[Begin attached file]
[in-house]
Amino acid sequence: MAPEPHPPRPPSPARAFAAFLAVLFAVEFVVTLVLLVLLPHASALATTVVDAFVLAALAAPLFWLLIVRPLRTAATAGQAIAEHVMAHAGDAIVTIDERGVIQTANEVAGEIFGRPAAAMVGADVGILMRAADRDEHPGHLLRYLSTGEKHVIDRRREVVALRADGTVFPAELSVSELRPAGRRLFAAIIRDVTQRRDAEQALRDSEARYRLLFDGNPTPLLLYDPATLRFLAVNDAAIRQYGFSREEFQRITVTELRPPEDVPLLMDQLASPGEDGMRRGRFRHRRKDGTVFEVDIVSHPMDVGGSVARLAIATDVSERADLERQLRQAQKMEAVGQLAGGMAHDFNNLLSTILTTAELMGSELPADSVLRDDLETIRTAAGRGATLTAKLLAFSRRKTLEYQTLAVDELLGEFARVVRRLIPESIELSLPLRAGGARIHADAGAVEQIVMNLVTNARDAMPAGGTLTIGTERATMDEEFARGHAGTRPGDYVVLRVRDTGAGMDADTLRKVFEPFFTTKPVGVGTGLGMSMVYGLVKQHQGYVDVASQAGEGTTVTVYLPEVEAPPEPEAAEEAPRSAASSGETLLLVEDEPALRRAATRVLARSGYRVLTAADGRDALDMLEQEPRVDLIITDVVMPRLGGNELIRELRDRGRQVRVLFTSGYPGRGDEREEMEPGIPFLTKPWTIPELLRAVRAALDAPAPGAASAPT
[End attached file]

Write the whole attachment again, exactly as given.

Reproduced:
[in-house]
Amino acid sequence: MAPEPHPPRPPSPARAFAAFLAVLFAVEFVVTLVLLVLLPHASALATTVVDAFVLAALAAPLFWLLIVRPLRTAATAGQAIAEHVMAHAGDAIVTIDERGVIQTANEVAGEIFGRPAAAMVGADVGILMRAADRDEHPGHLLRYLSTGEKHVIDRRREVVALRADGTVFPAELSVSELRPAGRRLFAAIIRDVTQRRDAEQALRDSEARYRLLFDGNPTPLLLYDPATLRFLAVNDAAIRQYGFSREEFQRITVTELRPPEDVPLLMDQLASPGEDGMRRGRFRHRRKDGTVFEVDIVSHPMDVGGSVARLAIATDVSERADLERQLRQAQKMEAVGQLAGGMAHDFNNLLSTILTTAELMGSELPADSVLRDDLETIRTAAGRGATLTAKLLAFSRRKTLEYQTLAVDELLGEFARVVRRLIPESIELSLPLRAGGARIHADAGAVEQIVMNLVTNARDAMPAGGTLTIGTERATMDEEFARGHAGTRPGDYVVLRVRDTGAGMDADTLRKVFEPFFTTKPVGVGTGLGMSMVYGLVKQHQGYVDVASQAGEGTTVTVYLPEVEAPPEPEAAEEAPRSAASSGETLLLVEDEPALRRAATRVLARSGYRVLTAADGRDALDMLEQEPRVDLIITDVVMPRLGGNELIRELRDRGRQVRVLFTSGYPGRGDEREEMEPGIPFLTKPWTIPELLRAVRAALDAPAPGAASAPT